Get local stories you won't find anywhere else right to your inbox.
Sign up here

Just Posted

NDP leader Rachel Notley is calling on the UCP to make a public inquiry into the COVID-19 outbreak at Olymel. (Facebook screenshot)
Notley calls for Olymel inquiry as plant reopens

Union also asks for further consideration to delay opening

Protesters
Rally held outside Red Deer court for slain central Alberta man

Tyler John Campbell charged with second-degree murder for December 2019 homicide

Hog slaughter operations resumed on Thursday at Red Deer’s Olymel plant, which was closed for two weeks to curb the spread of COVID-19 among workers. Three employee deaths resulted from the latest outbreak. (Advocate file photo).
Hog slaughtering operations gear up again at Red Deer’s Olymel plant

Workers begin to return after 14-day closure due to COVID-19 outbreak

Bryson, six, and Mara, eight, play with puppies from Dogs With Wings Saturday. (Photo by Sean McIntosh/Advocate staff)
Dogs With Wings introduces Red Deer program

A program that trains puppies to be certified service, autism, facility and… Continue reading

Alberta’s Chief Medical Officer of Health Dr. Deena Hinshaw says the greater lag time between first and second doses will allow more Albertans to be effectively vaccinated sooner. (File photo)
Alberta extends time between vaccine doses means more people to get shot sooner

National Advisory Committee on Immunization says doses can be to up to four months apart

FILE - In this Feb. 23, 2021, file photo, a vehicle rests on its side after a rollover accident involving golfer Tiger Woods in the Rancho Palos Verdes suburb of Los Angeles. Detectives are looking at data from the so-called “black box” of Tiger Woods’ SUV to get a clearer picture of what occurred during the Southern California rollover crash last week that seriously injured the golf star, authorities said Wednesday, March 3. (AP Photo/Marcio Jose Sanchez, File)
Detectives look at SUV’s ‘black box’ from Tiger Woods crash

California law allows law enforcement to seek search warrants for data recorders

FILE - In this Jan. 30, 2019 file photo, Alex Kurtzman, from left, Heather Kadin, Anson Mount, Sonequa Martin-Green and Ethan Peck participate in the “Star Trek: Discovery” show panel during the CBS All Access presentation at the Television Critics Association Winter Press Tour at The Langham Huntington in Pasadena, Calif. Paramount+ debuts Thursday, March 4, 2021 as the latest — and last — streaming option from a major media company, this time from ViacomCBS. The company hopes its smorgasbord of offerings — live sports and news, reboots of its properties like “Frasier” and “Rugrats,” original shows like “Star Trek: Discovery” and the ViacomCBS library will entice viewers(Photo by Willy Sanjuan/Invision/AP, File)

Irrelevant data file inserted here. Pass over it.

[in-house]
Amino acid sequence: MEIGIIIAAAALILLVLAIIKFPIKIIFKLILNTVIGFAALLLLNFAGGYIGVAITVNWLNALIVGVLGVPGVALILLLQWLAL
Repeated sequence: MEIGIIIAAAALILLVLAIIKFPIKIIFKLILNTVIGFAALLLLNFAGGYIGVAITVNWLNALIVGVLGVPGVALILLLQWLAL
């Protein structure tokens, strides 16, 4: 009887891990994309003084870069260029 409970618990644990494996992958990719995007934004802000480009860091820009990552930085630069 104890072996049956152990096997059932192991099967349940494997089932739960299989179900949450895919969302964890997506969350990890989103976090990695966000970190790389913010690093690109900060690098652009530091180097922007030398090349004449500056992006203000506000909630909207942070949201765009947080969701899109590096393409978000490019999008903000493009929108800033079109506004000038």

Will Paramount+ be a mountain or a molehill in streaming?

Over the last year and a half more and more streaming services have debuted

Red Deer Regional Hospital Centre can accommodate up to 20 patients requiring a ventilator, says Alberta Health Services.  File photo by Advocate staff
Opinion: UCP government reneging on Red Deer hospital funding

Another year, another Alberta budget and another blow to central Albertans. Budget… Continue reading

Seattle Storm guards Sue Bird, right, and Jordin Canada pose for photos Wednesday, March 3, 2021, on the roof of the Space Needle in Seattle after they raised a flag with the team's new logo on it. Bird re-signed with the Storm earlier in the week. (AP Photo/Ted S. Warren)
Sue Bird staying busy with 20th Seattle season on horizon

Sue Bird staying busy with 20th Seattle season on horizon

Lille players celebrate after Jonathan David scored his side's second goal during the French League One soccer match between Lille and Marseille at the Stade Pierre Mauroy stadium in Villeneuve-d'Ascq, France, Wednesday, March 3, 2021. (AP Photo/Michel Spingler)
David scores 2 as Lille wins to stay two points clear of PSG

David scores 2 as Lille wins to stay two points clear of PSG

Canada defender Shelina Zadorsky, right, passes the ball in front of Argentina forward Sole Jaimes (9) during the second half of a SheBelieves Cup women's soccer match, Sunday, Feb. 21, 2021, in Orlando, Fla. Alphonso Davies and Shelina Zadorsky have been named Canada Soccer’s players of the month for February. THE CANADIAN PRESS/AP, Phelan M. Ebenhack
Davies, Zadorsky named Canada Soccer’s players of the month for February

Davies, Zadorsky named Canada Soccer’s players of the month for February

Most Read